The place for Art of Noise neophytes to start, Daft collects (Who's Afraid Of?) The Art of Noise! and Into Battle with the Art of Noise, along with two reworkings of "Moments in Love" from the original U.K. release of that song, to make a fantastic hour's worth of music. If anything, a single or two aside, Daft beats out the official Best Of compilation by a mile. Having aged superbly with time, AON's early works sound all the more advanced and of the moment, a testament especially to Trevor Horn's excellent production and Anne Dudley's gripping arrangements. Further entertainment comes from the liner notes, which aren't merely state-of-the-art 1984 album design but an apparently barbed attack on the further incarnation of the band from one Otto Flake. The exact seriousness of this is up to the reader. As for the "Moments in Love" versions, both are gentler and more elegant than the already lush original, and none the worse for that, though "(Three Fingers Of) Love" does have rather disconcerting sound effects added to it.
Art of Noise's first full album, (Who's Afraid Of?) The Art of Noise!, consolidated the future shock of the earlier EPs and singles in one entertaining and often frightening and screwed-up package. Rarely has something aiming for modern pop status also sought to destroy and disturb so effectively. The most legendary song is still "Close (To the Edit)," benefiting not merely from the innovative video but from its strong funk groove and nutty sense of humor in the mostly lyric-less vocals, not to mention the "hey!" vocal hook the Prodigy would sample for "Firestarter." Its close cousin, the title track, brilliantly blends a nagging bass synth, echoed drum, and percussion fills and constantly shifting vocal cut-ups, random noises, and strange melodies. They're just two highlights on this prescient release, though. Part of the thrill of Who's Afraid is the sense of juxtaposition and playing around, something still not very common in music and even less so in the pop music genre.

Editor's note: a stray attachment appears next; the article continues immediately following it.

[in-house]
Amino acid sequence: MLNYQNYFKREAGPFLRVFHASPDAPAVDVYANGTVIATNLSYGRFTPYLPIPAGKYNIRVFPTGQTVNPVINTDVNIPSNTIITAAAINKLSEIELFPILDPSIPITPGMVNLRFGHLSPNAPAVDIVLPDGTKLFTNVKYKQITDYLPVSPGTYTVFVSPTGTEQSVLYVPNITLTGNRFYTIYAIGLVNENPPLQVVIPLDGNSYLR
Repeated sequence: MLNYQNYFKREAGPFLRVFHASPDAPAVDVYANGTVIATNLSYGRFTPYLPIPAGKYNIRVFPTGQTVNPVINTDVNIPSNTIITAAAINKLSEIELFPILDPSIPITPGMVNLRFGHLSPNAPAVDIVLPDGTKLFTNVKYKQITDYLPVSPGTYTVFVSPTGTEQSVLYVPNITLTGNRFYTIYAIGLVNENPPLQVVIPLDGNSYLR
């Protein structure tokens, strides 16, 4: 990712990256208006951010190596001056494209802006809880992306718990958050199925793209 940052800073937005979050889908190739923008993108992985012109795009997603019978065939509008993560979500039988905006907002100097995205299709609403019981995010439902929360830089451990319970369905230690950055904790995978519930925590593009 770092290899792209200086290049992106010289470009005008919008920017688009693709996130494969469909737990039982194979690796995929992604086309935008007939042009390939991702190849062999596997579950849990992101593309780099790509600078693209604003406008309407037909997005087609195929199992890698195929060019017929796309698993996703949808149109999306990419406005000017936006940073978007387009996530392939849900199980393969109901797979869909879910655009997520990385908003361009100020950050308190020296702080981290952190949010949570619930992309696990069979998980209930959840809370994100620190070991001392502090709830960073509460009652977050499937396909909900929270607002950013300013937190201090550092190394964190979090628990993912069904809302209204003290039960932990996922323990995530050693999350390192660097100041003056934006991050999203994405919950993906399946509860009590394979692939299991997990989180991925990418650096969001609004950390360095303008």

Learn to face and transform your fear, apply the art of tenacity when times are tough, and embrace the lessons and gifts of a crisis that lead to personal growth!
This book contains proven steps and strategies on how to become a great lover. I hope you're eager to learn about the art of sexual pleasuring. Though it is such a natural instinct, there are few who excel in the art of lovemaking. This book intends to educate and teach eager learners how to give and receive pleasure and become great lovers. Drawing inspiration from classical texts and sexual practices such as Kamasutra, Tantra, and The Tao, the book reveals the secrets of great sexual encounters, and how you can experience it yourself with a little effort and some practice.
Moving effortlessly from Greek to Shakespearean tragedies, to nineteenth and twentieth-century British, American and Russian drama, and fiction and contemporary television, this study sheds new light on the art of comedy. …
The Art of Being A Gentleman: Classic Skills and Manners for the Modern Man.A Contemporary Guide to Common Courtesy
A whispered term of endearment, a flirtatious phrase, a secret suggestion, a cry of passion–words can be the most intimate gift that lovers share. This guide to their sensual power invites us to explore the erotic potential in verbal communication, as sexuality counselor and seminar leader Bonnie Gabriel shows how words can arouse desire, reveal and fulfill fantasies, and infuse lovemaking with romance and fire.